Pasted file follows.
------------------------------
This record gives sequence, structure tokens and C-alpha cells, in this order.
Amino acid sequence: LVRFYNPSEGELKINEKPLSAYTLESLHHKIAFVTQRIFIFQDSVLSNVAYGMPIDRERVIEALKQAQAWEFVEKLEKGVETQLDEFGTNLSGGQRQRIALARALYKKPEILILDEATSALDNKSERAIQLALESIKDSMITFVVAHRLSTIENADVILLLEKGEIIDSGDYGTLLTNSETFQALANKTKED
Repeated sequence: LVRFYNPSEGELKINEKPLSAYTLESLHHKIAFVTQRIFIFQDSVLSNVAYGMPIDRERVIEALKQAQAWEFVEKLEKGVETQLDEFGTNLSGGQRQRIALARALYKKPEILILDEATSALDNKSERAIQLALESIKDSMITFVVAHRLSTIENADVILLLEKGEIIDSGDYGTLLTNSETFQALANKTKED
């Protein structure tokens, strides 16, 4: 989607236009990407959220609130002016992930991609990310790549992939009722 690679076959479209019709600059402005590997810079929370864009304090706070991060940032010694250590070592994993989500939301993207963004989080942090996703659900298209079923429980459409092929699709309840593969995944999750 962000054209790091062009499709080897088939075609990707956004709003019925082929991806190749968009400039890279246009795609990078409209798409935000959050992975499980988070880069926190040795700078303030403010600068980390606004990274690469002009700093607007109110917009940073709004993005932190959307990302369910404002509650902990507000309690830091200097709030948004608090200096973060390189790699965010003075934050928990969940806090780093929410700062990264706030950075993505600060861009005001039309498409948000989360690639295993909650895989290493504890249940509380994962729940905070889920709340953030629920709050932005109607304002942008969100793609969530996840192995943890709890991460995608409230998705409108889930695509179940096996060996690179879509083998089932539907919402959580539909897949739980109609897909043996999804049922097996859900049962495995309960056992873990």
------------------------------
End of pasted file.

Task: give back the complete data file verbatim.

This record gives sequence, structure tokens and C-alpha cells, in this order.
Amino acid sequence: LVRFYNPSEGELKINEKPLSAYTLESLHHKIAFVTQRIFIFQDSVLSNVAYGMPIDRERVIEALKQAQAWEFVEKLEKGVETQLDEFGTNLSGGQRQRIALARALYKKPEILILDEATSALDNKSERAIQLALESIKDSMITFVVAHRLSTIENADVILLLEKGEIIDSGDYGTLLTNSETFQALANKTKED
Repeated sequence: LVRFYNPSEGELKINEKPLSAYTLESLHHKIAFVTQRIFIFQDSVLSNVAYGMPIDRERVIEALKQAQAWEFVEKLEKGVETQLDEFGTNLSGGQRQRIALARALYKKPEILILDEATSALDNKSERAIQLALESIKDSMITFVVAHRLSTIENADVILLLEKGEIIDSGDYGTLLTNSETFQALANKTKED
């Protein structure tokens, strides 16, 4: 989607236009990407959220609130002016992930991609990310790549992939009722 690679076959479209019709600059402005590997810079929370864009304090706070991060940032010694250590070592994993989500939301993207963004989080942090996703659900298209079923429980459409092929699709309840593969995944999750 962000054209790091062009499709080897088939075609990707956004709003019925082929991806190749968009400039890279246009795609990078409209798409935000959050992975499980988070880069926190040795700078303030403010600068980390606004990274690469002009700093607007109110917009940073709004993005932190959307990302369910404002509650902990507000309690830091200097709030948004608090200096973060390189790699965010003075934050928990969940806090780093929410700062990264706030950075993505600060861009005001039309498409948000989360690639295993909650895989290493504890249940509380994962729940905070889920709340953030629920709050932005109607304002942008969100793609969530996840192995943890709890991460995608409230998705409108889930695509179940096996060996690179879509083998089932539907919402959580539909897949739980109609897909043996999804049922097996859900049962495995309960056992873990």